Tapestries: Interwoven voices of local and global identities


Using an interdisciplinary approach, this project examines how the American conception of white womanhood has informed and molded perceptions of what makes a “good” teacher. By examining historical and contemporary film-based discourses around white womanhood, it is clear that teaching has been transformed into another form of mothering, tying the teaching field to the white woman. This discursive connection is made seemingly permanent through the institutionalization of the white woman in the classroom. This paper will then begin to explore how this process has affected the larger educational system. Ultimately, this project hopes to encourage white women in education to reflect and understand how their choices fit into a larger discourse.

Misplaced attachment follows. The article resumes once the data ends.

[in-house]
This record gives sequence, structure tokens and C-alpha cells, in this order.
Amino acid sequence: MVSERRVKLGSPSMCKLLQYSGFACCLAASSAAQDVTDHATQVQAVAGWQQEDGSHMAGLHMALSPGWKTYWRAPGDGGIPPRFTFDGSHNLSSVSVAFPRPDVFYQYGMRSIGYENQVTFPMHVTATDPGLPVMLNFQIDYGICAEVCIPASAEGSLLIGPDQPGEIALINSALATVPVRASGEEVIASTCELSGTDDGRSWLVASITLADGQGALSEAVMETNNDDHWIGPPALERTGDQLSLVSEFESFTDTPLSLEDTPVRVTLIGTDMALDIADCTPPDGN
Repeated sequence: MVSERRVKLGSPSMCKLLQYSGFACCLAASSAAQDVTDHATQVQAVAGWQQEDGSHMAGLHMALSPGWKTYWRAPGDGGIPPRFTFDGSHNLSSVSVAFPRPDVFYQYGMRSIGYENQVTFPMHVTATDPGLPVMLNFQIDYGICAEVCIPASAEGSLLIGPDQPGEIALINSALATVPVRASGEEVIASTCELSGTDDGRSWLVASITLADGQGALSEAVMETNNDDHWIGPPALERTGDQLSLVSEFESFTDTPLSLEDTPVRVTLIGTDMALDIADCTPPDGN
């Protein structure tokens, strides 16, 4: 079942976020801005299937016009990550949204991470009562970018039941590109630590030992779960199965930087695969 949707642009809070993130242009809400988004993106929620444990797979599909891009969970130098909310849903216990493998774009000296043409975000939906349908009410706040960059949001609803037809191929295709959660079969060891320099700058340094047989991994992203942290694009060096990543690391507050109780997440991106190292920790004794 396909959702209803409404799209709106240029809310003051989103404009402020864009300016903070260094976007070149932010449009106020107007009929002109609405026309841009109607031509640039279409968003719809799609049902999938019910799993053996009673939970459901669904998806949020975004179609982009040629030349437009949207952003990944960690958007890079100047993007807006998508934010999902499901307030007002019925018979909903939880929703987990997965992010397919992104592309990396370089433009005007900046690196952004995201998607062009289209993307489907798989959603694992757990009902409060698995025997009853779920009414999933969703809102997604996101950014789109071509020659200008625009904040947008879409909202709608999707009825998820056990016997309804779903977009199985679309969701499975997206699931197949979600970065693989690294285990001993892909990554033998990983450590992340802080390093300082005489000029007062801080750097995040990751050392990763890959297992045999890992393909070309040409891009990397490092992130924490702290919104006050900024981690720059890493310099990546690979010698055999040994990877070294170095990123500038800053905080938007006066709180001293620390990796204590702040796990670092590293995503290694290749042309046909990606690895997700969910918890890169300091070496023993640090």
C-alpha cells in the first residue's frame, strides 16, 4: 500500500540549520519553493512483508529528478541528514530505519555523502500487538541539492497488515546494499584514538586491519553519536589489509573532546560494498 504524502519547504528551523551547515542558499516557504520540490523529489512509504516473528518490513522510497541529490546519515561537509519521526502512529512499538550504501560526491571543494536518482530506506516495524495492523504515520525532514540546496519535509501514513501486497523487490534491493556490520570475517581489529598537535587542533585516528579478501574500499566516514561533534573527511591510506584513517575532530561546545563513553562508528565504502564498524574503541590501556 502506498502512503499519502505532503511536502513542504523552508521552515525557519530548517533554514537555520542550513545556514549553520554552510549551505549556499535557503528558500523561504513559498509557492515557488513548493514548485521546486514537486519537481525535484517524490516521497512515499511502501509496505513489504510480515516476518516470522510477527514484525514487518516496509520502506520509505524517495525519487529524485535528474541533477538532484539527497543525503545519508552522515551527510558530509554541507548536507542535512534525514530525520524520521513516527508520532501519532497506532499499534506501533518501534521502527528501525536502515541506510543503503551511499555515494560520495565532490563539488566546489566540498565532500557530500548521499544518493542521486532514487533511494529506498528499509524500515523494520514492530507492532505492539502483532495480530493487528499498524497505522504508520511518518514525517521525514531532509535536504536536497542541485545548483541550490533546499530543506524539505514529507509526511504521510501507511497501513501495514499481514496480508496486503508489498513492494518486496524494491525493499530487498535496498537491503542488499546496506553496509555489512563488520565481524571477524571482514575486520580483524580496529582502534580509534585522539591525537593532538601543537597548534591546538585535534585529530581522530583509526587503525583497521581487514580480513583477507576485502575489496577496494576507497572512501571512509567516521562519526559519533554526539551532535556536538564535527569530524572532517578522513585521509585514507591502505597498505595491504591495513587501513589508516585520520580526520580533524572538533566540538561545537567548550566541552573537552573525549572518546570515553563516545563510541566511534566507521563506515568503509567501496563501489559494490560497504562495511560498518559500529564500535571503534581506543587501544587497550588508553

Author Biography

Sophie Nadler (she/her/hers) is a graduating senior at Macalester College from Piedmont, California. She is an Educational Studies and American Studies double major, with interests in youth and family programming, comprehensive sex education, and museum studies. She is unsure of what her future holds, but knows that as long as her wonderful family and friends continue to support, she will find happiness and success.


I would like to thank my dad for his stoic, steady support, my siblings for always keeping me grounded, and my friends for making her laugh and feel loved every single day.

This paper is dedicated to my mother, who was the whitest lady I've ever known.

Creative Commons License

Creative Commons Attribution-Noncommercial-No Derivative Works 4.0 License
This work is licensed under a Creative Commons Attribution-Noncommercial-No Derivative Works 4.0 License.